To calculate the radius of the bounding sphere, we’ll use the D3DXComputeBoundingSphere function. To use this function, we have to get access to the vertices in the mesh’s vertexbuffer. We can do this with ID3DXMesh::LockVertexBuffer. Note that to use the D3DXComputeBoundingSphere function, we’ll need the number of vertices, obtained with ID3DXMesh::GetNumVertices, and the vertex stride, obtained with D3DXGetFVFVertexSize and ID3DXMesh::GetFVF.

if ( m_camera.SphereInFrustum( m_box.GetPosition(), m_box.GetBoundingRadius() ) ) { m_box.Render( pDevice ); }

Before we render a mesh, we check if it is inside the camera’s view frustum to see if we should render it. The SphereInFrustum method of the CCamera class uses the camera’s view frustum to determine whether the mesh’s bounding sphere is inside the view frustum. However, before we can call this method, we need to know how to build the view frustum.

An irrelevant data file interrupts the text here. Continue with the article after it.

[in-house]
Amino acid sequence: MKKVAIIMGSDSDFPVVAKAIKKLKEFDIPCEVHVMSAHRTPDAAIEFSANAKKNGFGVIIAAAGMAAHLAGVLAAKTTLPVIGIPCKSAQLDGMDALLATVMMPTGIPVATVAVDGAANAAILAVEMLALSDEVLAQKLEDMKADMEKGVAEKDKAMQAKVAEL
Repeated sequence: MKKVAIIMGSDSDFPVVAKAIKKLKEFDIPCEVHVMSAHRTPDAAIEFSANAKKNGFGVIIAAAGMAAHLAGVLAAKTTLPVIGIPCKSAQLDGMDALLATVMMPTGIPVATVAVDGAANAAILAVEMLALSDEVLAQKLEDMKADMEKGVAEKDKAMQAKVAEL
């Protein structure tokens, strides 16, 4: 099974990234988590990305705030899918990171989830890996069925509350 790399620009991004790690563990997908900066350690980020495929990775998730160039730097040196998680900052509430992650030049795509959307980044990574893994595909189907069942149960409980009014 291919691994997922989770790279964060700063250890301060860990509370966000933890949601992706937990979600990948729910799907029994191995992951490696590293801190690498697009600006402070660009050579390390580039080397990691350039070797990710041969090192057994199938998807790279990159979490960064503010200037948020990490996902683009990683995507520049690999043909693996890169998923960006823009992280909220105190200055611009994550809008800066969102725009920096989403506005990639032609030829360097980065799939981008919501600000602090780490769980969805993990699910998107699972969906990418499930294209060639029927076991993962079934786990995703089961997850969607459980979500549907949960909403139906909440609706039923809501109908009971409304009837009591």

/* * * * * * * * * * * * * * * * * * * * * * * * * * * * * * * * * * * * * * * * * * * * * * * Summary: Build the view frustum planes using the current view/projection matrices * * * * * * * * * * * * * * * * * * * * * * * * * * * * * * * * * * * * * * * * * * * * * * */ void CCamera::BuildViewFrustum() { D3DXMATRIX viewProjection; D3DXMatrixMultiply( &viewProjection, &m_view, &m_projection ); //D3DXMatrixMultiply( &viewProjection, &m_mView, &m_mProjection ); // Left plane m_frustum[0].a = viewProjection._14 + viewProjection._11; m_frustum[0].b = viewProjection._24 + viewProjection._21; m_frustum[0].c = viewProjection._34 + viewProjection._31; m_frustum[0].d = viewProjection._44 + viewProjection._41; // Right plane m_frustum[1].a = viewProjection._14 - viewProjection._11; m_frustum[1].b = viewProjection._24 - viewProjection._21; m_frustum[1].c = viewProjection._34 - viewProjection._31; m_frustum[1].d = viewProjection._44 - viewProjection._41; // Top plane m_frustum[2].a = viewProjection._14 - viewProjection._12; m_frustum[2].b = viewProjection._24 - viewProjection._22; m_frustum[2].c = viewProjection._34 - viewProjection._32; m_frustum[2].d = viewProjection._44 - viewProjection._42; // Bottom plane m_frustum[3].a = viewProjection._14 + viewProjection._12; m_frustum[3].b = viewProjection._24 + viewProjection._22; m_frustum[3].c = viewProjection._34 + viewProjection._32; m_frustum[3].d = viewProjection._44 + viewProjection._42; // Near plane m_frustum[4].a = viewProjection._13; m_frustum[4].b = viewProjection._23; m_frustum[4].c = viewProjection._33; m_frustum[4].d = viewProjection._43; // Far plane m_frustum[5].a = viewProjection._14 - viewProjection._13; m_frustum[5].b = viewProjection._24 - viewProjection._23; m_frustum[5].c = viewProjection._34 - viewProjection._33; m_frustum[5].d = viewProjection._44 - viewProjection._43; // Normalize planes for ( int i = 0; i < 6; i++ ) { D3DXPlaneNormalize( &m_frustum[i], &m_frustum[i] ); } }